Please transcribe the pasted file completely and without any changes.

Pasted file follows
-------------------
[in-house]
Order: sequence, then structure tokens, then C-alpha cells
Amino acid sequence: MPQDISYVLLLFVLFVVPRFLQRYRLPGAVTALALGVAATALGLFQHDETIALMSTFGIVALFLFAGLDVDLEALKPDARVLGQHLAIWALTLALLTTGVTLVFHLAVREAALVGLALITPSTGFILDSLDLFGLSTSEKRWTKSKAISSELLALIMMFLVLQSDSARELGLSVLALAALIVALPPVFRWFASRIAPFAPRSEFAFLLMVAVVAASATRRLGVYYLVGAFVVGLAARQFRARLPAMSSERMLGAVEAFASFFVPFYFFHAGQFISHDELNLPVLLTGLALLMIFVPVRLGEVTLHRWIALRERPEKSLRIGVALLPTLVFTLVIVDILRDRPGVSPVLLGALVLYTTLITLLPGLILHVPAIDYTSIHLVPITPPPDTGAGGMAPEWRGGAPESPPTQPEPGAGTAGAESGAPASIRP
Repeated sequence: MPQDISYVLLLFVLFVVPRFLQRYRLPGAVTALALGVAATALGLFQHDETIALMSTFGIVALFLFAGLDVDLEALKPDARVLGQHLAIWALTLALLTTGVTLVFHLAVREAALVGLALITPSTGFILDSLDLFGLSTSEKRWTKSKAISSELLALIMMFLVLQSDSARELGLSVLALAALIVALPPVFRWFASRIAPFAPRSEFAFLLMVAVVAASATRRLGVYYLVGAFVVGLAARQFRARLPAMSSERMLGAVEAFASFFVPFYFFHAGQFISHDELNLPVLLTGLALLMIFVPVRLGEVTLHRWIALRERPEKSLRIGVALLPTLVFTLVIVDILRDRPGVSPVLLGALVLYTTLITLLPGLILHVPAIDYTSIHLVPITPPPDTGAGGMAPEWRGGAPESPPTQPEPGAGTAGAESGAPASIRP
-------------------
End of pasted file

[in-house]
Order: sequence, then structure tokens, then C-alpha cells
Amino acid sequence: MPQDISYVLLLFVLFVVPRFLQRYRLPGAVTALALGVAATALGLFQHDETIALMSTFGIVALFLFAGLDVDLEALKPDARVLGQHLAIWALTLALLTTGVTLVFHLAVREAALVGLALITPSTGFILDSLDLFGLSTSEKRWTKSKAISSELLALIMMFLVLQSDSARELGLSVLALAALIVALPPVFRWFASRIAPFAPRSEFAFLLMVAVVAASATRRLGVYYLVGAFVVGLAARQFRARLPAMSSERMLGAVEAFASFFVPFYFFHAGQFISHDELNLPVLLTGLALLMIFVPVRLGEVTLHRWIALRERPEKSLRIGVALLPTLVFTLVIVDILRDRPGVSPVLLGALVLYTTLITLLPGLILHVPAIDYTSIHLVPITPPPDTGAGGMAPEWRGGAPESPPTQPEPGAGTAGAESGAPASIRP
Repeated sequence: MPQDISYVLLLFVLFVVPRFLQRYRLPGAVTALALGVAATALGLFQHDETIALMSTFGIVALFLFAGLDVDLEALKPDARVLGQHLAIWALTLALLTTGVTLVFHLAVREAALVGLALITPSTGFILDSLDLFGLSTSEKRWTKSKAISSELLALIMMFLVLQSDSARELGLSVLALAALIVALPPVFRWFASRIAPFAPRSEFAFLLMVAVVAASATRRLGVYYLVGAFVVGLAARQFRARLPAMSSERMLGAVEAFASFFVPFYFFHAGQFISHDELNLPVLLTGLALLMIFVPVRLGEVTLHRWIALRERPEKSLRIGVALLPTLVFTLVIVDILRDRPGVSPVLLGALVLYTTLITLLPGLILHVPAIDYTSIHLVPITPPPDTGAGGMAPEWRGGAPESPPTQPEPGAGTAGAESGAPASIRP